Project Echo – Telementoring for Complex Health Conditions

Project echo is a form of telementoring that links primary-care clinicians with multi-disciplinary teams. This approach is intended to improve the care of patients with complicated conditions especially in rural areas and those who are underserved.

The ECHO model was developed by the University of New Mexico in 2003 with a focus on treating hepatitis C patients from populations that are underserved and prisons. The ECHO model has since been replicated around the world in numerous areas of clinical practice such as diabetes, asthma, chronic pain, and Rheumatology. The ECHO model is backed by the Robert Wood Johnson Foundation, the Agency for Healthcare Research and Quality, the GE Foundation, and the Leona M. and Harry B Helmsley Charitable Trust.

During ECHO sessions participants present de-identified case studies and participate in group discussions with the experts in the field via videoconferencing. In this “all-teach and all-learn” format, experts share their knowledge and experience to answer questions, provide feedback, and make recommendations.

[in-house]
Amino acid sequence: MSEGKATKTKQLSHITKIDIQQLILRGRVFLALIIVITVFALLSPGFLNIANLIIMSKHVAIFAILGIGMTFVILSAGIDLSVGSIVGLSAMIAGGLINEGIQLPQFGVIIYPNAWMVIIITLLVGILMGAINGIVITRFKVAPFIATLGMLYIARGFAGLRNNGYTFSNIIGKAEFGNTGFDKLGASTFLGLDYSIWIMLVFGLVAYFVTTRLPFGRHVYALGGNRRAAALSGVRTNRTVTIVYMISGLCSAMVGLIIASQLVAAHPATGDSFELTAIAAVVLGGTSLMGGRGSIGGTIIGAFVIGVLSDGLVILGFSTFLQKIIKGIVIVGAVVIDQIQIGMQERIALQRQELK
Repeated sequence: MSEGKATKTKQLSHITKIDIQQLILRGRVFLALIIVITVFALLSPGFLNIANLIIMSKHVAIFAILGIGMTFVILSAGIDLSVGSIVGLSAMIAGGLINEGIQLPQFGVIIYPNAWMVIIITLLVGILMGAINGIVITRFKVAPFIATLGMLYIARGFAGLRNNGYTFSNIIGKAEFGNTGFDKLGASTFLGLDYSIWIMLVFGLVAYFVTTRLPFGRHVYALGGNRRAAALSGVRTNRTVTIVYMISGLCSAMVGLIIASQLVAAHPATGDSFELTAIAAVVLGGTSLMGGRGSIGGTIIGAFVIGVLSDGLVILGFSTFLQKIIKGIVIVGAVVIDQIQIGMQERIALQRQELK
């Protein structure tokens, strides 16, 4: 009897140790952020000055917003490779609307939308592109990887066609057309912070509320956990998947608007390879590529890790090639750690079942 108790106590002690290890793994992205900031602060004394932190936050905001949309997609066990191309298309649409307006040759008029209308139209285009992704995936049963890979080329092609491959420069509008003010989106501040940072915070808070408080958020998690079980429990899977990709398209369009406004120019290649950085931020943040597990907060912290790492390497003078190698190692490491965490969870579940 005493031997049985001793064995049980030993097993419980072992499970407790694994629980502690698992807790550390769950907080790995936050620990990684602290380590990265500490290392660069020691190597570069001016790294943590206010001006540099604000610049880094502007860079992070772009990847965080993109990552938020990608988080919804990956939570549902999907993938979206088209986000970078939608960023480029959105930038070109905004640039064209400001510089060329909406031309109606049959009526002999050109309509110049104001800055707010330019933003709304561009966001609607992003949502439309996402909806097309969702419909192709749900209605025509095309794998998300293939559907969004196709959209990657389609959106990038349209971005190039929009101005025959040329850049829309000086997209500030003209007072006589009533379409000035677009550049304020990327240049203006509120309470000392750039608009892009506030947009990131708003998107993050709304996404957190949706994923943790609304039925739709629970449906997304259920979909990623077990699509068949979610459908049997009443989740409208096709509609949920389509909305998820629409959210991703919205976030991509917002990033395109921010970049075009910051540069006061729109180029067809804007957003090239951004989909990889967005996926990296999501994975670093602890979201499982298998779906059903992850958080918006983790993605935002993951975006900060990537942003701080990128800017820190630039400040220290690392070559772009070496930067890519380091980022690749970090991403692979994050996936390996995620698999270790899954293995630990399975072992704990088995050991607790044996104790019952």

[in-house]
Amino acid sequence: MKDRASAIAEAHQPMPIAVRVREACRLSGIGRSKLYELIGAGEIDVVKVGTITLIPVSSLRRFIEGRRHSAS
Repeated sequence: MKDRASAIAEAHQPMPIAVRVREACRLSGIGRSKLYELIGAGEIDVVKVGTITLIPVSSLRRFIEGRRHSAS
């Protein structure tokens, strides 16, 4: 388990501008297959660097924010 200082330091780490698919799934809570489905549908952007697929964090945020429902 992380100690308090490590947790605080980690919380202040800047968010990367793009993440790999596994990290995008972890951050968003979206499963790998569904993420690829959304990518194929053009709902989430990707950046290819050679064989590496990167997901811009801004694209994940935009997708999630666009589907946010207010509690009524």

The ECHO model allows remote monitoring of patient outcomes. Specialists at the University of New Mexico follow each community provider’s treatment plans to ensure that their patients receive the highest quality of care. They may make adjustments at mid-course if the patient is not adhering to the prescribed treatment. This can help prevent treatment failure and enhances the chance of having a positive outcome. Moreover, specialists can use the ECHO system to track patient data and discover gaps in care. This information is passed on to local clinicians to assist them in better serving their patients.

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